Designated winter trails follow portions of summer trails but not all sign-posted destinations are safe for winter travel. Use the information below to choose a safe and fun destination. Hop on a fat bike and enjoy one of many winter fat biking trails.
Safety is your responsibility. There are always hazards associated with outdoor recreation. Even short trips from the town of Banff can have serious consequences.
- Ask for advice at a Parks Canada Visitor Centre for help with trip planning.
- Check current trail conditions, warnings and closures.
- Study descriptions and maps before heading out. Always choose a trail suitable for the least experienced member in your group.
- Tell somebody where you are going, when you will be back and who to call if you do not return.
- Expect that trail conditions and winter hazards may change throughout the day. Consult weather forecasts and be prepared for changing weather and emergencies.
- Winter hazards include avalanches, disorientation, thin ice, hypothermia and frostbite.
- From November to March, make sure your car is winterized. Snow tires, proper clothing, and an emergency kit are recommended. Visit 511.alberta.ca for road reports
- In case of EMERGENCY, call 911 or satellite phone: 403-762-4506. Cell phone coverage is not reliable throughout the national park.
Recommended Packing List
- Trail guide and map: guidebooks and topographic maps are available at the Banff and Lake Louise visitor centres, and retail outlets in Banff and Lake Louise.
- Full water bottle or thermos
- High energy food
- Bear spray
- First aid kit and repair kit
- Lightweight emergency blanket, candle and lighter or waterproof matches
- Headlamp or flashlight with spare batteries
- Toque or winter hat and gloves
- Sunscreen and sunglasses
- Hand and toe warmers
- Extra warm clothing in case of an emergency
- Cell phone or satellite communication device
Visit parksmountainsafety.ca for additional information on winter packing.
Although bears are denning during the winter, they can awaken at any time for short periods. Cougars, wolves and other wildlife remain active throughout the year. If you see wildlife, do not approach; give them lots of space and observe from a distance with binoculars or a telephoto lens. If tracks are observed, do not follow them towards the animal.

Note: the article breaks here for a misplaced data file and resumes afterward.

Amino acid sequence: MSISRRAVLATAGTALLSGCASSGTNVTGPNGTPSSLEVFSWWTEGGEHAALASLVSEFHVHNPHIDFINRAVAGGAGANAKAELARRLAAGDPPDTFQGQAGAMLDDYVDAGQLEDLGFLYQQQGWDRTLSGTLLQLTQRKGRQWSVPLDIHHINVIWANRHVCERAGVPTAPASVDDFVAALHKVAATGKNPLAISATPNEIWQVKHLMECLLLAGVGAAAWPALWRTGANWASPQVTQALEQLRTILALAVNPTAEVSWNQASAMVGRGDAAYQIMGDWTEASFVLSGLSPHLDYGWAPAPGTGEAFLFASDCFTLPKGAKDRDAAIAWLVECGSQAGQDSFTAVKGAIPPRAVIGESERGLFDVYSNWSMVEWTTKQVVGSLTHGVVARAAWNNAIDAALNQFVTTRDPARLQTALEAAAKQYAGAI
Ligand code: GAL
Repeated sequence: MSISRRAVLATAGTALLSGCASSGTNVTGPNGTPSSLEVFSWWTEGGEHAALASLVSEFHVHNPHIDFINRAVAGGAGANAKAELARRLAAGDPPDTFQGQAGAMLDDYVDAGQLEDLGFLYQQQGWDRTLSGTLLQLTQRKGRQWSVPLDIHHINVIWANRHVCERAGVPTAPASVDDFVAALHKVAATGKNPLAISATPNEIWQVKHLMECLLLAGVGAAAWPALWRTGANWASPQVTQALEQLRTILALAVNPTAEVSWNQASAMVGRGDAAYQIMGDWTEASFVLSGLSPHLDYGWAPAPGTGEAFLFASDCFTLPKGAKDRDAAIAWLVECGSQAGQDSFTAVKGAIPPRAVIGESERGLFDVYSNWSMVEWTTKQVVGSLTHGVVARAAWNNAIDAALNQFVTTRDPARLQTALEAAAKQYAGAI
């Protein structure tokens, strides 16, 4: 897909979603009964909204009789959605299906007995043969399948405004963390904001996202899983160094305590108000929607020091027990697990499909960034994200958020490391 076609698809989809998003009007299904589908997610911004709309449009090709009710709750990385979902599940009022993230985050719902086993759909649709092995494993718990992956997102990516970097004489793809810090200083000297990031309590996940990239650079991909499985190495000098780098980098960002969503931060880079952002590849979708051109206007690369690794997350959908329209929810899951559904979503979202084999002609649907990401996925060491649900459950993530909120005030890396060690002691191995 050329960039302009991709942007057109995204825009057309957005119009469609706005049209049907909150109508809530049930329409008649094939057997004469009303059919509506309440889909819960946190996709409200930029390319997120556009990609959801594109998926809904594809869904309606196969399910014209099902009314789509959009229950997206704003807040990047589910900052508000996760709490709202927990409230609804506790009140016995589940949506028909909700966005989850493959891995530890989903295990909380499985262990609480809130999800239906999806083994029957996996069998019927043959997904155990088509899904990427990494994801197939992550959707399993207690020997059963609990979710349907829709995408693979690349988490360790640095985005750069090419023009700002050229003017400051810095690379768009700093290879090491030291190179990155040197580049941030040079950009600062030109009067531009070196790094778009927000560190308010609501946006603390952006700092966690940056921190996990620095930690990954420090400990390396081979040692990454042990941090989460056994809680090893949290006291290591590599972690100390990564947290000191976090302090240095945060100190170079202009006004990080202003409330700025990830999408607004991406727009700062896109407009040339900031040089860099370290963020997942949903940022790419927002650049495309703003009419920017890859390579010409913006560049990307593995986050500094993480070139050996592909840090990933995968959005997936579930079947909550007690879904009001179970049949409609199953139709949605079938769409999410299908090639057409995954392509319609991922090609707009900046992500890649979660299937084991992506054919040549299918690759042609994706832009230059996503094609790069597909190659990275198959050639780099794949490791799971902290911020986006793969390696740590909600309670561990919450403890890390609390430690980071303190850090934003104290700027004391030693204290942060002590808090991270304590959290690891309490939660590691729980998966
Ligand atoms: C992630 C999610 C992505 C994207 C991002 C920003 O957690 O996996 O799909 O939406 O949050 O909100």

Be alert, make noise and carry bear spray. Learn more about keeping yourself safe.
Avalanche season in the mountains extends from November to June, and even a short walk can take you into avalanche terrain. Trails in this guide with a known hazard are identified with an avalanche symbol. When travelling beyond marked trails, or past an avalanche danger sign, assume you are in avalanche country – your group should be prepared with the appropriate knowledge, skills and equipment.
Trails are shared in the national park, which means you could see people fat biking while you are winter hiking, or people skiing while you are snowshoeing.
- The track set portion of the trail is for classic skiing only. The flat, groomed lane is for other users.
- Fat bike only on hard-packed trails to prevent ruts. If your tires sink deeper than 2.5 cm (1 inch) conditions are too soft.
- When climbing, please yield the right of way to descending skiers and fat bikers.
- If you fall, move off the track as quickly as possible.
- When taking a break, step to the side, leaving room for others to pass.
- Leave no trace. Pack out everything you pack in.
- Read the trail descriptions as dogs are not permitted on certain trails. Keep dogs on leash and under physical control at all times
Fat Bike Tips
The wide tires of a fat bike add extra surface area for a smooth ride over firm snow, but deep fresh snow or warm conditions are no fun and leave ruts in the trail. If your tires sink deeper than 2.5 cm (1 inch) then conditions are too soft - come back when it is colder. If trails are icy, studded tires are recommended to add grip to your ride.
Roam Public Transit